“There’s a fine line between fishing and standing on the shore looking like an idiot.” – Steven Wright. 

With reference to the above quote, here is an anime that deals with both angling and people who are rather bonkers. This probably the only story around to combine fishing and mind-controlling aliens.

tsuritama (note that it starts with a small “t”) begins with high school student Yuki Sanada, a guy who suffers terribly socially. Whenever he is in a situation that involves talking to people he sweats profusely, creating a mental image of him drowning himself with worry, and ends up pulling a strange demonic face that actually makes him look to other people as if he is angry. He and his grandmother move to the island of Enoshima, and upon arriving at school he learns that someone else is also transferring on the same day: a guy called Haru who claims he is an alien, loves fishing and is armed with a water pistol which allows him to control anyone he fires at.

Haru pressures Yuki into taking up fishing, under the guidance of a fellow classmate Natsuki, who is dubbed the “Fishing Prince” for his skill. He – reluctantly – teaches the boys about how to fish, but gets easily angered by their lack of ability, until Yuki manages to overcome all his fears and successfully lands a big fish.

Yuki would prefer to leave it at that, but then Haru decides to move into Yuki’s house. What is worse is that Haru and his sister Koko want Yuki to learn how to fish in order to catch a gigantic fish which actually belongs on their home planet. Yuki and Haru also find themselves spied on by another classmate: a 25-year-old turban-wearing Indian named Akira Agarkar Yamada, who is always accompanied by his pet duck Tapioca. Akira is, it turns out, a member of an organisation called DUCK (Defensive Universal Confidential Keepers), whose job it is to monitor and remove alien threats.

Akira becomes friendly with Yuki and Haru, and together with Natsuki they become even fonder of fishing, with Yuki developing real skill. However, Yuki’s skill is needed when the alien fish that Haru wants him to capture begins spreading its influence around Enoshima – in the form of making everyone do the same comic dance.

It is clear that tsuritama is rather bonkers, with its story of aliens in the sea, dancing, dangerous water pistols and a guy who sweats so much that he gives Lee Evans a run for his money; but it also combines this with actual information about fishing. You learn quite a lot about how to fish from the show. It does make fishing fun, which is quite remarkable given its reputation for dullness, with people sitting by riverbanks waiting for a single bite, only for either nothing to happen all day or managing to catch one old boot. What tsuritama does is that it takes a mundane activity and makes it fun.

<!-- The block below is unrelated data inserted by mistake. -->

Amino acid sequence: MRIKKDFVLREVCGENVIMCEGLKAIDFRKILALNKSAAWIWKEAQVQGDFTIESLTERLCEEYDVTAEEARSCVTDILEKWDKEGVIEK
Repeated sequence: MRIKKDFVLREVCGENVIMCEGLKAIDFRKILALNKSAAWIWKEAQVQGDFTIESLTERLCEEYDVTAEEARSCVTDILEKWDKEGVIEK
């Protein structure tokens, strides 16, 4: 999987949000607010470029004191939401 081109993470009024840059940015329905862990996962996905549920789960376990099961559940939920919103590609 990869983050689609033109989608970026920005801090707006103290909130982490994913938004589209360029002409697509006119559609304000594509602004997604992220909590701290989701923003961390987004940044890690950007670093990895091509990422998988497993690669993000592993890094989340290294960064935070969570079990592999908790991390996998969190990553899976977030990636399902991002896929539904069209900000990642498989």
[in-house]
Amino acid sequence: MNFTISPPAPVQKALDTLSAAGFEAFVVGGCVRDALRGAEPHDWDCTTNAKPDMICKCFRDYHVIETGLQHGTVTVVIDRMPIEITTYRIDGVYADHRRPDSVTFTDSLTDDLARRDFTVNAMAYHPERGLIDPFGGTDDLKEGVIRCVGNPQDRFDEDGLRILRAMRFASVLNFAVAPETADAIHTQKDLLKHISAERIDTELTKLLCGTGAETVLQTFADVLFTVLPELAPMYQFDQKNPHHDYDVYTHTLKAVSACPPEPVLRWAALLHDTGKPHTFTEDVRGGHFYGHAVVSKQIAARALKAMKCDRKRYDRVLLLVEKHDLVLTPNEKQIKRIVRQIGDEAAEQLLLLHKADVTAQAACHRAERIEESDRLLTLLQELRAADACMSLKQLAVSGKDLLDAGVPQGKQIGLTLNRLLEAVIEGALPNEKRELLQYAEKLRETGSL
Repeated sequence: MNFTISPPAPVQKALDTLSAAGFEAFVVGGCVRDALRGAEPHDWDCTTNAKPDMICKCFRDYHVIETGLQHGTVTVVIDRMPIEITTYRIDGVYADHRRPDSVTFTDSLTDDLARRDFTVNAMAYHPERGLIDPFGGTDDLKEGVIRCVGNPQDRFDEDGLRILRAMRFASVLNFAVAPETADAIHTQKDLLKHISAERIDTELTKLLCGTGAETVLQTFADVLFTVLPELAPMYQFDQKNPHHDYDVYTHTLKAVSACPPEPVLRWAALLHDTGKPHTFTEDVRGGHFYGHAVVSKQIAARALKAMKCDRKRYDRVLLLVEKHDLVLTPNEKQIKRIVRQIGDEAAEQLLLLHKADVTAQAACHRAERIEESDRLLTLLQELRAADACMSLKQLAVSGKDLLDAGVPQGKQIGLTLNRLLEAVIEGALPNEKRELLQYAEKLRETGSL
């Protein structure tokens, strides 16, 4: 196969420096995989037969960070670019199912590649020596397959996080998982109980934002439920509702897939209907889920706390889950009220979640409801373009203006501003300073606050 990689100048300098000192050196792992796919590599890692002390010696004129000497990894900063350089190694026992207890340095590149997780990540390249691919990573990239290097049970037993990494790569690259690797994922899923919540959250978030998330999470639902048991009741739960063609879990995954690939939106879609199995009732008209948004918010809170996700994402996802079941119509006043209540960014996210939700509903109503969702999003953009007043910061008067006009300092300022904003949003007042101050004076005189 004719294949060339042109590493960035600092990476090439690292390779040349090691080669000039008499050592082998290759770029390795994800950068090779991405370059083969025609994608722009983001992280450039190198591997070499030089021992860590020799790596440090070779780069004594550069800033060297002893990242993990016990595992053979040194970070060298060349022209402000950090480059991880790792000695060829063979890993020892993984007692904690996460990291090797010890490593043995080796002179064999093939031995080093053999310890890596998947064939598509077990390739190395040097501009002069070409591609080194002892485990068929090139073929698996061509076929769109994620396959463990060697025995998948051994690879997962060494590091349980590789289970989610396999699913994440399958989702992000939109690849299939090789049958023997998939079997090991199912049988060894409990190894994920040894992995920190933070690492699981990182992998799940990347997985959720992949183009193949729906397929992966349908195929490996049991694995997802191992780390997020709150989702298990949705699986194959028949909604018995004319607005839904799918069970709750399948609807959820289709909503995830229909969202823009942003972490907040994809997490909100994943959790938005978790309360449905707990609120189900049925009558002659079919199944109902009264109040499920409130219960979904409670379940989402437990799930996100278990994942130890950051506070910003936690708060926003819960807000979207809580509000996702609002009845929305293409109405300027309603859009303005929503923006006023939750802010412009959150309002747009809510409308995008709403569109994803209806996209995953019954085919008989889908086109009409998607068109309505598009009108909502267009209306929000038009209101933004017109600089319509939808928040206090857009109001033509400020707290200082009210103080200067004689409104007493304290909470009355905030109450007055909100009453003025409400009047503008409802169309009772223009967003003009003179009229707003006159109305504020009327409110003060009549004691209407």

The characters themselves are also entertaining. Haru is especially fun, with his strange alien behaviour. This is a character who walks into school with a fishbowl on his head, carrying a rod, wearing a spotted peach waistcoat with his school uniform; you get a laugh out of him with just about any line.

It also says a lot about the differences in humour between Japan and the UK. In Japan most of the comedy comes from the surrealism and character. If it was British it would probably end up full of Carry On-esque double entendre, with characters asking each other to grab their rods or check out each other’s tackle.

The music – from Kuricorder Quartet – is also pleasing and makes for easy listening with calm tunes. “Tsurezure Monochrome” by Fujifabric and “Sora mo Toberu Hazu” by sayonara ponytail are both fine songs. 

In terms of extras, they are very limited. Just textless opening and closing, and some trailers of other anime.

This show is a jolly, fun romp. It plays out in a nice and relaxing way for most of the time, but there is the odd moment of tension too. It is a bit like fishing itself.

8 / 10

Ian Wolf

Ian works as an anime and manga critic for Anime UK News, and was also the manga critic for MyM Magazine. His debut book, CLAMPdown, about the manga collective CLAMP, is available now. Outside of anime, he is data specialist for the British Comedy Guide, is QI's most pedantic viewer, has written questions for both The Wall and Richard Osman's House of Games, and has been a contestant on Mastermind.

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